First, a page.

Serum levels of fetuin-A predictor of all-cause, cardiovascular, and non-cardiovascular mortality in dialysis patients, a Dutch study found.
Marc M.H. Hermans, MD, of the Academic Hospital Maastricht in the Netherlands, and his colleagues prospectively studied 987 dialysis patients (93% Caucasian)—664 on hemodialysis (HD) and 323 on peritoneal dialysis (PD). The median and maximum follow-up time was 2.8 and 8.5 years, respectively. Decreasing levels of serum fetuin-A were associated with increases in cardiovascular and non-cardiovascular mortality.
Each 0.1 g/L increase in serum fetuin-A was associated with a 13% decrease in all-cause mortality, a 10% decrease in cardiovascular mortality, and 17% decrease in non-cardiovascular mortality, after adjusting for age, gender, diabetes mellitus, primary renal disease, CVD, dialysis modality, and current smoking, the investigators reported in Kidney International (2007;72:202-207).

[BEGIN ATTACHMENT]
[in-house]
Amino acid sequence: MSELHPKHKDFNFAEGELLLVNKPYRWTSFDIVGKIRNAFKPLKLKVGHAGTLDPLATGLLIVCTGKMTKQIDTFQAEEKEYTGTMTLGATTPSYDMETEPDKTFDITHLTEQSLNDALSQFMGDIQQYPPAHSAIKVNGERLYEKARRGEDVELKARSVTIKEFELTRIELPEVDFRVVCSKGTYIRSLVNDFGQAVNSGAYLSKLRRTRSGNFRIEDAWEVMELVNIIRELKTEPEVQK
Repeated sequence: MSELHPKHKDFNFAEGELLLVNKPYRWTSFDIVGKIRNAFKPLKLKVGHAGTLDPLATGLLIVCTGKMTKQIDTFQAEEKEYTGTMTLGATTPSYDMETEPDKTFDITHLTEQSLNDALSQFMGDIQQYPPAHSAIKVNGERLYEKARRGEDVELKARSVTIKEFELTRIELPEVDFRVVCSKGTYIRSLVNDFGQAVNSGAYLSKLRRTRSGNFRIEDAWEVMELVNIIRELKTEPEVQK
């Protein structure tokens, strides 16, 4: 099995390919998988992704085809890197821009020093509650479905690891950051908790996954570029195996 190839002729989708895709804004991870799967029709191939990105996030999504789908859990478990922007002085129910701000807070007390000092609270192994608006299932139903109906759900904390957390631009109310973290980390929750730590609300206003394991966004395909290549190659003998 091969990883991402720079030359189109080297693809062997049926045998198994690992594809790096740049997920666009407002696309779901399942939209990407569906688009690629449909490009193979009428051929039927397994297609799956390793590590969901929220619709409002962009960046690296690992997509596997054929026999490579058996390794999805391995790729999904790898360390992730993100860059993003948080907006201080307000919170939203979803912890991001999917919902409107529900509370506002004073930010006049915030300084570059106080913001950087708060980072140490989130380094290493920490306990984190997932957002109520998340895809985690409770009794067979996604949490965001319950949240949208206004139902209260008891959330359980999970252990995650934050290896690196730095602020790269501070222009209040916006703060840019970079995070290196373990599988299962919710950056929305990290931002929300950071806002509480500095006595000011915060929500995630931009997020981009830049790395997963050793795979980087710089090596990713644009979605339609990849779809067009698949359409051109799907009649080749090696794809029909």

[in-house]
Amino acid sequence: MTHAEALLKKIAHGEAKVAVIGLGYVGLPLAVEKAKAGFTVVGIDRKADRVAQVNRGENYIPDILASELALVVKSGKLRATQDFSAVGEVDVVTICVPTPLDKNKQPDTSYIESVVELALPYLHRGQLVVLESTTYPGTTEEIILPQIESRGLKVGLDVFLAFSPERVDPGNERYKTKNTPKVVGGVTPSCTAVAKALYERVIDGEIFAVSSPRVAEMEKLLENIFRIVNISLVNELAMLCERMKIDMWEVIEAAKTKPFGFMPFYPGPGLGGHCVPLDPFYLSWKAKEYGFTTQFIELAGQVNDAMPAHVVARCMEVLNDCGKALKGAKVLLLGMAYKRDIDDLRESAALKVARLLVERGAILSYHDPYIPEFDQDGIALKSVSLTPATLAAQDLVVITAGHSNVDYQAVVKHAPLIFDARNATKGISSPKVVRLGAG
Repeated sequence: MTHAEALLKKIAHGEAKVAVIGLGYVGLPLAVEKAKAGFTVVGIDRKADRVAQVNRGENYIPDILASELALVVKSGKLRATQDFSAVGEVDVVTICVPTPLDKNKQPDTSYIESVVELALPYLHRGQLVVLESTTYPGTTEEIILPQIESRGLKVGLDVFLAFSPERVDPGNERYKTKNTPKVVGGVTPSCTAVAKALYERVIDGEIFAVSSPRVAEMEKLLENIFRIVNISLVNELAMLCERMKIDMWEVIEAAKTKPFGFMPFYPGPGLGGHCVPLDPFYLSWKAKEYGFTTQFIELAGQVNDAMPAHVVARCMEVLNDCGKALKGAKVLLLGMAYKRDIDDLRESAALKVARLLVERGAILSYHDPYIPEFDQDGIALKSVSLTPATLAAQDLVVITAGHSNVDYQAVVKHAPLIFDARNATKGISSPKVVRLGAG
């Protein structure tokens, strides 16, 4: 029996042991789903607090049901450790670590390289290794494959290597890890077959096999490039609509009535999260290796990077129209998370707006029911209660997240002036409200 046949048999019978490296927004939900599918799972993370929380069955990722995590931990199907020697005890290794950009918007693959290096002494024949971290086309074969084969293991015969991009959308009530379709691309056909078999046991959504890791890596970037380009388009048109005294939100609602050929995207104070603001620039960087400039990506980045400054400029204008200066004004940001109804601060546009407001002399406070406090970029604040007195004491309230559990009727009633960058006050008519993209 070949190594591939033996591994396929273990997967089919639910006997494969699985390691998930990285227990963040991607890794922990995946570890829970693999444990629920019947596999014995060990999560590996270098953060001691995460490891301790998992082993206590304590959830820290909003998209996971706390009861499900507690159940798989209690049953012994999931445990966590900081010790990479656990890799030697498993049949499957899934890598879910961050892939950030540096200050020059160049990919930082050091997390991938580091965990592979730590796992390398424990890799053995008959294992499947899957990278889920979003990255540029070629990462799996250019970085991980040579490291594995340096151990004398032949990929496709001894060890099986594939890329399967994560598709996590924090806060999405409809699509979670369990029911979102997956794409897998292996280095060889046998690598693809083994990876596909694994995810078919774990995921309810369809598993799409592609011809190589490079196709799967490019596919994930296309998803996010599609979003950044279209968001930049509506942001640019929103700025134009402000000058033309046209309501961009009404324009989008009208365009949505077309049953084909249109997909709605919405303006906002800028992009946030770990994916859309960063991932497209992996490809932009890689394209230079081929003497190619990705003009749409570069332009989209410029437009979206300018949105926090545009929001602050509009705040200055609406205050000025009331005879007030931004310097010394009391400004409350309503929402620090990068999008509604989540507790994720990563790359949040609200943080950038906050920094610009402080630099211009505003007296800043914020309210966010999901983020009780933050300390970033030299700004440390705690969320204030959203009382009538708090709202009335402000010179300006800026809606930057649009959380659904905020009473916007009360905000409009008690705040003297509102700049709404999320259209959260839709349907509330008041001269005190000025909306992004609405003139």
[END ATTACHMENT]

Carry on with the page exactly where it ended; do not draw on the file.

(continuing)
Compared with PD patients, HD patients had a lower fetuin-A concentration (0.60 vs. 0.72 g/L), and a greater levels of high-sensitivity C-reactive protein ((5.8 vs. 3.1 g/L). Still, the investigators observed no significant difference between the two groups in the association of fetuin-A with cardiovascular and non-cardiovascular mortality.
The authors explained that cardiovascular mortality in patients with end-stage renal disease (ESRD) is increased and substantially related to accelerated calcifying atherosclerosis, which is controlled by calcification inhibitors and inducers.
Fetuin-A is one of the more potent circulating calcification inhibitor of hydroxyapatite formation, which is part of the calcification process. Previous research has shown that serum fetuin-A levels in ESRD patients were associated with increased coronary arterial and valvular calcification scores.